Defining strings

Strings in C are actually arrays of characters. Although using pointers in C is an advanced subject, fully explained later on, we will use pointers to a character array to define simple strings, in the following manner:

char * name = "C Programming";

This method creates a string which we can only use for reading. If we wish to define a string which can be manipulated, we will need to define it as a local character array:

char name[] = "C Programming";

This notation is different because it allocates an array variable so we can manipulate it. The empty brackets notation [] tells the compiler to calculate the size of the array automatically. This is in fact the same as allocating it explicitly, adding one to the length of the string:

char name[] = "C Programming";
/* is the same as */
char name[14] = "C Programming";

The reason that we need to add one, although the string C Programming is exactly 12 characters long, is for the string termination: a special character (equal to 0) which indicates the end of the string. The end of the string is marked because the program does not know the length of the string – only the compiler knows it according to the code.

String formatting with printf

We can use the printf command to format a string together with other strings, in the following manner:

char * name = "C Programming";
int age = 27;

/* prints out 'C Programming is 27 years old.' */
printf("%s is %d years old.\n", name, age);

Notice that when printing strings, we must add a newline (\n) character so that our next printf statement will print in a new line.

String Length

The function ‘strlen’ returns the length of the string which has to be passed as an argument:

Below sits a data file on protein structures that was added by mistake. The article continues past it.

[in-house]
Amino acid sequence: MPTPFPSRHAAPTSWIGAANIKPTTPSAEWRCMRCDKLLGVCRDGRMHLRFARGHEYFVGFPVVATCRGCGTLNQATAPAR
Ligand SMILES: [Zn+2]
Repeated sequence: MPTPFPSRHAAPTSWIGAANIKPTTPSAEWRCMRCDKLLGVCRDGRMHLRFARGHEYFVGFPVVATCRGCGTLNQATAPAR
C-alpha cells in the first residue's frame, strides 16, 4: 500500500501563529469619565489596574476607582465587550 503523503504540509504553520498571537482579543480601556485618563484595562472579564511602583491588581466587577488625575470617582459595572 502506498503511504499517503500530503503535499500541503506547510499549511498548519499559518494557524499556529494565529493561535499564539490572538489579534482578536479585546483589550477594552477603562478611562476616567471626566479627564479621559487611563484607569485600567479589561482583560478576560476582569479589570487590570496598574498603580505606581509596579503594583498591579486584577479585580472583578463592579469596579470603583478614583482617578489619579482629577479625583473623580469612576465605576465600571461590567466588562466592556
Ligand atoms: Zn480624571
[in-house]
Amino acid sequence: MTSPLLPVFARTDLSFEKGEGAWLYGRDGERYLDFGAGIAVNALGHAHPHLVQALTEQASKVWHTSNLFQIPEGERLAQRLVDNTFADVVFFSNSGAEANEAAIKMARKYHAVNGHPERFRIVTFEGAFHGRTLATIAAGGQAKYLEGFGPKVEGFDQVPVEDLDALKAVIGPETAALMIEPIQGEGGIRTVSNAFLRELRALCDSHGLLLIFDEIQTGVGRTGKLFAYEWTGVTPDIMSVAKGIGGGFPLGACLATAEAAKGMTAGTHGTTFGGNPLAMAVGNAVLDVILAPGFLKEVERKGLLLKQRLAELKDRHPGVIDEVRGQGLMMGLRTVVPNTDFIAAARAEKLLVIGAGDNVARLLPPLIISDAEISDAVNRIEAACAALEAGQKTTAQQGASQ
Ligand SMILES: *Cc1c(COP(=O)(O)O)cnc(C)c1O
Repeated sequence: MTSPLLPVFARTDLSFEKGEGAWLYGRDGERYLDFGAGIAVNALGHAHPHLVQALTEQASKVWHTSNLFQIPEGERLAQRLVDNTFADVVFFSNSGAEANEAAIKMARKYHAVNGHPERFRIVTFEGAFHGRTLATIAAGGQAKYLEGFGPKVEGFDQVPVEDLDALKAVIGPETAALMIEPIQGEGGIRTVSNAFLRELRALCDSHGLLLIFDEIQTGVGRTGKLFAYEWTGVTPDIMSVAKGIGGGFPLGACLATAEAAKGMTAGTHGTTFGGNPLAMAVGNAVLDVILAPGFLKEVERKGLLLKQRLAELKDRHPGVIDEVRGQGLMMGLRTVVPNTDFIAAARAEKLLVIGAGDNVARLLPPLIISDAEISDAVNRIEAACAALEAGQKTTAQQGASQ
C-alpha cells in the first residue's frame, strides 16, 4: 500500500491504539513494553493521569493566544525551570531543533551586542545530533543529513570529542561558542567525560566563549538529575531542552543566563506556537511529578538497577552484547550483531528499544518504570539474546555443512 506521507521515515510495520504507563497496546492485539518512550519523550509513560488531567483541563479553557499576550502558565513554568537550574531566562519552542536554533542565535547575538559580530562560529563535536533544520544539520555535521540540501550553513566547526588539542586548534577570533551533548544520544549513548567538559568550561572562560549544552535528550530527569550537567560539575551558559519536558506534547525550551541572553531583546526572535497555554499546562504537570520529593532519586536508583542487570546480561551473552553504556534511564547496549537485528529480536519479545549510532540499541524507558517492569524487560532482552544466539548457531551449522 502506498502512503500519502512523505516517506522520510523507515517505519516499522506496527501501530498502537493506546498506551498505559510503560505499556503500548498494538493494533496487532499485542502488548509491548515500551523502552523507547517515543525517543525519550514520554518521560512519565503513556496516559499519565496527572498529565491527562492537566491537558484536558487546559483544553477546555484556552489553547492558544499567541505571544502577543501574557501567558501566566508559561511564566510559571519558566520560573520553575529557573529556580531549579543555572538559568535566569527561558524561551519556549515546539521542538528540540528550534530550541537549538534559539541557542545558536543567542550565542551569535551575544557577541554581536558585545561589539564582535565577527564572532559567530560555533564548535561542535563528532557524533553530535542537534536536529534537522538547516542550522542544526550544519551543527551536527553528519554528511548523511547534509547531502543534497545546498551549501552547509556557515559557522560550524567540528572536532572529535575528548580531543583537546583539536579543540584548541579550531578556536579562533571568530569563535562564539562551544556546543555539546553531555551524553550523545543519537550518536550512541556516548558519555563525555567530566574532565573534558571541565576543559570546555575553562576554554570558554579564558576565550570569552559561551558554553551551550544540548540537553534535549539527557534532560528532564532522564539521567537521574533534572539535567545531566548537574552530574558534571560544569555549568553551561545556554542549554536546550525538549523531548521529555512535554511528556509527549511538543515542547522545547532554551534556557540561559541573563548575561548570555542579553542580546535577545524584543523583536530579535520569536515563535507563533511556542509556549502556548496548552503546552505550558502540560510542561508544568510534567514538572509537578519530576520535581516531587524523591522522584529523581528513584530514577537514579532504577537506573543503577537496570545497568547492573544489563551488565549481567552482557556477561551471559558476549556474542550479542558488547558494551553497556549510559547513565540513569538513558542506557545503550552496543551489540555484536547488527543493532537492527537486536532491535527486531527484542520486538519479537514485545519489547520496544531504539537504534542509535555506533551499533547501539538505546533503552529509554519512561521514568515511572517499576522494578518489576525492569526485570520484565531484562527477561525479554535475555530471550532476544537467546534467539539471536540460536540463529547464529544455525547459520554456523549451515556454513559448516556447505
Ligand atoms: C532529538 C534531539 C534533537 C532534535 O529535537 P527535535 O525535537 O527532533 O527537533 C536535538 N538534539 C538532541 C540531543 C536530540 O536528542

char * name = "Nikhil";

String comparison

The function strncmp compares between two strings, returning the number 0 if they are equal, or a different number if they are different. The arguments are the two strings to be compared, and the maximum comparison length. There is also an unsafe version of this function called strcmp, but it is not recommended to use it. For example:

char * name = "MyQuotes";

if (strncmp(name, "MyQuotes", 4) == 0) {
    printf("Hello, MyQuotes!\n");
} else {
    printf("You are not MyQuotes. Go away.\n");

String Concatenation

The function ‘strncat’ appends first n characters of src string to the destination string where n is min(n,length(src)); The arguments passed are destination string, source string, and n – maximum number of characters to be appended. For Example:

char dest[20]="Hello";
char src[20]="World";

Home Work

Define the string first_name with the value MyQuotes using the pointer notation, and define the string last_name with the value Doe using the local array notation.

Click on image to Download C Programming Language Book : C by Dennis Richhie

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